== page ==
“To have the opportunity to get to know every student and find out what they wanted really helped me now as a teacher. I really am student focused so every day I’m listening to student feedback about how I can be a better teacher,” Holstine said.

Holstine had some great teachers herself who she said made a big difference for her.

Her fifth-grade teacher, Paula Thiede, is one such teacher who Holstine said really made her feel like she mattered.

“She made me feel like I was smart and she cared about my feelings and my thoughts and my ideas and that changed my life. Anything I can do to make other kids feel that way now… I feel honored to be able to do that for anyone else,” Holstine admitted.

Holstine said that other teachers, including her social studies teacher, Harlan Gorath, also really cared about her and that meant a lot to her. Her English teachers Rodney Hatle and Richard Hartshorn and also Dan Chicos are other teachers that made a positive impact on her. Holstine said her father used to read to her every night which also helped build her love for literature.

Holstine was nominated last fall for Teacher of the Year by two different people in her district. She put together a portfolio which included several essays and five letters of reference. She handed that in in January.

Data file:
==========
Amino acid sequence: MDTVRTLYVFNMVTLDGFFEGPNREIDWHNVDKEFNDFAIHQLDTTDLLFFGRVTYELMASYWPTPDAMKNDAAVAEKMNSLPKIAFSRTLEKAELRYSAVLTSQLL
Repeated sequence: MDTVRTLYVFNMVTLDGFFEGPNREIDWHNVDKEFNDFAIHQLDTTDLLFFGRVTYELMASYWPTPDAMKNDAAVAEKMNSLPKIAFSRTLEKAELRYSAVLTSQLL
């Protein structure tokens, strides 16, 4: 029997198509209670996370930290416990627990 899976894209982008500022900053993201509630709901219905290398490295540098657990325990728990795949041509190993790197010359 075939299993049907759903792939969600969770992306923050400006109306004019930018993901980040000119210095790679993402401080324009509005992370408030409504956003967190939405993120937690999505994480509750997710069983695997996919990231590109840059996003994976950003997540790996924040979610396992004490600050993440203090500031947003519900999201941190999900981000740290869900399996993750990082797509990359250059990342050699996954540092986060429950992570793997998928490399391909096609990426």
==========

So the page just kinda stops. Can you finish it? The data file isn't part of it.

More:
There were 167 candidates up for Teacher of the Year, which is the most nominations Minnesota has had in 36 years. That number was narrowed down to 43 semifinalists. She then had to put together a video with the topic “what is the impact of equity on Minnesota schools” and send it in. Then 12 finalists were named and interviewed by a panel of 25 people. Holstine was then named Minnesota Teacher of the Year.

Starting next January, Holstine will be Minnesota’s representative for the National Teacher of the Year program. One of the things she’ll do, along with one representative from each of the other states, is spend a week in Washington, D.C. in order to meet with the president and several other people.

Holstine is the first openly gay teacher in Minnesota to be named Teacher of the Year.

“It’s new for the state and it’s a responsibility that I take very seriously,” Holstine said.

Holstine admitted that the magnitude of this award has not yet sunk in. She was named on Sunday afternoon and all day Monday had interviews with different organizations in the cities and then went back to teaching on Tuesday.

Holstine was chosen out of Minnesota’s many great educators to represent the state and wear the title of Teacher of the Year. She shared what some her of favorite parts about teaching are.

“I feel so privileged and honored to be able to watch the transformation of students. We have some students who arrive here who have had negative experiences in schools for whatever reason and might also have some situations at home or things that are out of their control that can make life really challenging. When they come to our school and are given that feeling of safety and love and understanding and acceptance and support, it allows them to be more of their true selves and then you can see their brilliance and creativity and their compassion and that’s one of my favorite things,” Holstine said, adding, “I really feel like every kid matters.”